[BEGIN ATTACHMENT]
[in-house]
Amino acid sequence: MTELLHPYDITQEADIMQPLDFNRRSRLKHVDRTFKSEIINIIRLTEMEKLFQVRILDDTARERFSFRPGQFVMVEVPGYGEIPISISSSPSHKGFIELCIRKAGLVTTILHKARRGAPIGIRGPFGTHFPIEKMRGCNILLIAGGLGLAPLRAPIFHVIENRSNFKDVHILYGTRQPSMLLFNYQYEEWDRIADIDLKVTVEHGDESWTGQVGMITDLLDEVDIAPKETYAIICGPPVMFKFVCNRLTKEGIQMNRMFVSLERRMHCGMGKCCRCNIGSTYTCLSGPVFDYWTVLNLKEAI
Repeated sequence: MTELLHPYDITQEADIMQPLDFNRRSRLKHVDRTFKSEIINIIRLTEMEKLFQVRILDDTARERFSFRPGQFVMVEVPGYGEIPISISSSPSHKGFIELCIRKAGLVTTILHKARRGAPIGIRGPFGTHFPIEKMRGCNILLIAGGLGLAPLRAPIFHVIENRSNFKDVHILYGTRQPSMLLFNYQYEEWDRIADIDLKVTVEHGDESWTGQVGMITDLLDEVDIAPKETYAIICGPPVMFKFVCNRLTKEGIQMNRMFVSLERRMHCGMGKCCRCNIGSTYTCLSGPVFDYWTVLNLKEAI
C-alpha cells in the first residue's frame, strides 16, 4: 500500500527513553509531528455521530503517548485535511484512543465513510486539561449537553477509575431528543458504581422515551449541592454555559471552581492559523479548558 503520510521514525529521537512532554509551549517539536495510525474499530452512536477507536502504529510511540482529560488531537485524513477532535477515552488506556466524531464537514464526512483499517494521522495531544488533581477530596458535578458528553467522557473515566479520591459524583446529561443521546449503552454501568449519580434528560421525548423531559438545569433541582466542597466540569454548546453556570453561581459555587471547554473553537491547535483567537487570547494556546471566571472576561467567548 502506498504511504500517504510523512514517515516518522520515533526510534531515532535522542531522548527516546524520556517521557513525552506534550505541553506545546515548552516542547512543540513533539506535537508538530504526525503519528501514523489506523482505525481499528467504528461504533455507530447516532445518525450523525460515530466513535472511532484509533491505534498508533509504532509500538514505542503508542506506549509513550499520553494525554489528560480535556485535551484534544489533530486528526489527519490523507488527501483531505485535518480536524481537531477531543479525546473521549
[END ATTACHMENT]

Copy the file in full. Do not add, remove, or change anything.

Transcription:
[in-house]
Amino acid sequence: MTELLHPYDITQEADIMQPLDFNRRSRLKHVDRTFKSEIINIIRLTEMEKLFQVRILDDTARERFSFRPGQFVMVEVPGYGEIPISISSSPSHKGFIELCIRKAGLVTTILHKARRGAPIGIRGPFGTHFPIEKMRGCNILLIAGGLGLAPLRAPIFHVIENRSNFKDVHILYGTRQPSMLLFNYQYEEWDRIADIDLKVTVEHGDESWTGQVGMITDLLDEVDIAPKETYAIICGPPVMFKFVCNRLTKEGIQMNRMFVSLERRMHCGMGKCCRCNIGSTYTCLSGPVFDYWTVLNLKEAI
Repeated sequence: MTELLHPYDITQEADIMQPLDFNRRSRLKHVDRTFKSEIINIIRLTEMEKLFQVRILDDTARERFSFRPGQFVMVEVPGYGEIPISISSSPSHKGFIELCIRKAGLVTTILHKARRGAPIGIRGPFGTHFPIEKMRGCNILLIAGGLGLAPLRAPIFHVIENRSNFKDVHILYGTRQPSMLLFNYQYEEWDRIADIDLKVTVEHGDESWTGQVGMITDLLDEVDIAPKETYAIICGPPVMFKFVCNRLTKEGIQMNRMFVSLERRMHCGMGKCCRCNIGSTYTCLSGPVFDYWTVLNLKEAI
C-alpha cells in the first residue's frame, strides 16, 4: 500500500527513553509531528455521530503517548485535511484512543465513510486539561449537553477509575431528543458504581422515551449541592454555559471552581492559523479548558 503520510521514525529521537512532554509551549517539536495510525474499530452512536477507536502504529510511540482529560488531537485524513477532535477515552488506556466524531464537514464526512483499517494521522495531544488533581477530596458535578458528553467522557473515566479520591459524583446529561443521546449503552454501568449519580434528560421525548423531559438545569433541582466542597466540569454548546453556570453561581459555587471547554473553537491547535483567537487570547494556546471566571472576561467567548 502506498504511504500517504510523512514517515516518522520515533526510534531515532535522542531522548527516546524520556517521557513525552506534550505541553506545546515548552516542547512543540513533539506535537508538530504526525503519528501514523489506523482505525481499528467504528461504533455507530447516532445518525450523525460515530466513535472511532484509533491505534498508533509504532509500538514505542503508542506506549509513550499520553494525554489528560480535556485535551484534544489533530486528526489527519490523507488527501483531505485535518480536524481537531477531543479525546473521549